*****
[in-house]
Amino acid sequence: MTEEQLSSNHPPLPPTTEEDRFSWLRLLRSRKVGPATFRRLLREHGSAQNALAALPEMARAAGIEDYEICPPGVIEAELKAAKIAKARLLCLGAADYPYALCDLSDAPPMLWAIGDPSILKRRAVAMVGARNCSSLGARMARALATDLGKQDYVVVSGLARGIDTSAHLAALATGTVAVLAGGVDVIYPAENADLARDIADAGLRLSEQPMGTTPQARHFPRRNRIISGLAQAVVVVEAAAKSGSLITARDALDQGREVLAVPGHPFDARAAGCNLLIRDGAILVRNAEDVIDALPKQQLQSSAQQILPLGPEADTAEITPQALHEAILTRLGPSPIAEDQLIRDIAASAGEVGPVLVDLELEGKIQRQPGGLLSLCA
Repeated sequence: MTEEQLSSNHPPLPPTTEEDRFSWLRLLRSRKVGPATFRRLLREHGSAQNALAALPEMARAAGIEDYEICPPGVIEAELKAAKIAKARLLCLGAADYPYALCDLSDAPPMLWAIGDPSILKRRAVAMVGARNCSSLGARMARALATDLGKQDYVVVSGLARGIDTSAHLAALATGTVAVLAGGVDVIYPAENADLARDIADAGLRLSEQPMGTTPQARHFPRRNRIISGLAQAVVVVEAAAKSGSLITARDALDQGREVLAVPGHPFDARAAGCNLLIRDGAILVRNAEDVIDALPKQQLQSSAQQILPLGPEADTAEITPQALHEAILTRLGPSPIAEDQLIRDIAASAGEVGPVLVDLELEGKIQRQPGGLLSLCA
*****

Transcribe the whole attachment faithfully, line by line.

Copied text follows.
[in-house]
Amino acid sequence: MTEEQLSSNHPPLPPTTEEDRFSWLRLLRSRKVGPATFRRLLREHGSAQNALAALPEMARAAGIEDYEICPPGVIEAELKAAKIAKARLLCLGAADYPYALCDLSDAPPMLWAIGDPSILKRRAVAMVGARNCSSLGARMARALATDLGKQDYVVVSGLARGIDTSAHLAALATGTVAVLAGGVDVIYPAENADLARDIADAGLRLSEQPMGTTPQARHFPRRNRIISGLAQAVVVVEAAAKSGSLITARDALDQGREVLAVPGHPFDARAAGCNLLIRDGAILVRNAEDVIDALPKQQLQSSAQQILPLGPEADTAEITPQALHEAILTRLGPSPIAEDQLIRDIAASAGEVGPVLVDLELEGKIQRQPGGLLSLCA
Repeated sequence: MTEEQLSSNHPPLPPTTEEDRFSWLRLLRSRKVGPATFRRLLREHGSAQNALAALPEMARAAGIEDYEICPPGVIEAELKAAKIAKARLLCLGAADYPYALCDLSDAPPMLWAIGDPSILKRRAVAMVGARNCSSLGARMARALATDLGKQDYVVVSGLARGIDTSAHLAALATGTVAVLAGGVDVIYPAENADLARDIADAGLRLSEQPMGTTPQARHFPRRNRIISGLAQAVVVVEAAAKSGSLITARDALDQGREVLAVPGHPFDARAAGCNLLIRDGAILVRNAEDVIDALPKQQLQSSAQQILPLGPEADTAEITPQALHEAILTRLGPSPIAEDQLIRDIAASAGEVGPVLVDLELEGKIQRQPGGLLSLCA